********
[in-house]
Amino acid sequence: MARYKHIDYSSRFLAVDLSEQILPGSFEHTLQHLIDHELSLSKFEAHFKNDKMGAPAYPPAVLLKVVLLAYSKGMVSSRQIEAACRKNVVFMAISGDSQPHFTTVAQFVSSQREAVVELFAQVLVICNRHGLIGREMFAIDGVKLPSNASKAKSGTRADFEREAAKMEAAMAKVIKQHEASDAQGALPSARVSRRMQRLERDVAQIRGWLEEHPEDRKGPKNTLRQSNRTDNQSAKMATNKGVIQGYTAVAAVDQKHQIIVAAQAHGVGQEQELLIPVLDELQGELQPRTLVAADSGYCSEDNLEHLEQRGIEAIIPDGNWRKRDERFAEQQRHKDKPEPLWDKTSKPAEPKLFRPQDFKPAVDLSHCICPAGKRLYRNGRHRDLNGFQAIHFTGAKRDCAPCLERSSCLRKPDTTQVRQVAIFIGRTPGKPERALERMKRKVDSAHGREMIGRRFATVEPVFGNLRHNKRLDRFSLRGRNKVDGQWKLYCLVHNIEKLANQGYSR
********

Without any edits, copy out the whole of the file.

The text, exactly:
[in-house]
Amino acid sequence: MARYKHIDYSSRFLAVDLSEQILPGSFEHTLQHLIDHELSLSKFEAHFKNDKMGAPAYPPAVLLKVVLLAYSKGMVSSRQIEAACRKNVVFMAISGDSQPHFTTVAQFVSSQREAVVELFAQVLVICNRHGLIGREMFAIDGVKLPSNASKAKSGTRADFEREAAKMEAAMAKVIKQHEASDAQGALPSARVSRRMQRLERDVAQIRGWLEEHPEDRKGPKNTLRQSNRTDNQSAKMATNKGVIQGYTAVAAVDQKHQIIVAAQAHGVGQEQELLIPVLDELQGELQPRTLVAADSGYCSEDNLEHLEQRGIEAIIPDGNWRKRDERFAEQQRHKDKPEPLWDKTSKPAEPKLFRPQDFKPAVDLSHCICPAGKRLYRNGRHRDLNGFQAIHFTGAKRDCAPCLERSSCLRKPDTTQVRQVAIFIGRTPGKPERALERMKRKVDSAHGREMIGRRFATVEPVFGNLRHNKRLDRFSLRGRNKVDGQWKLYCLVHNIEKLANQGYSR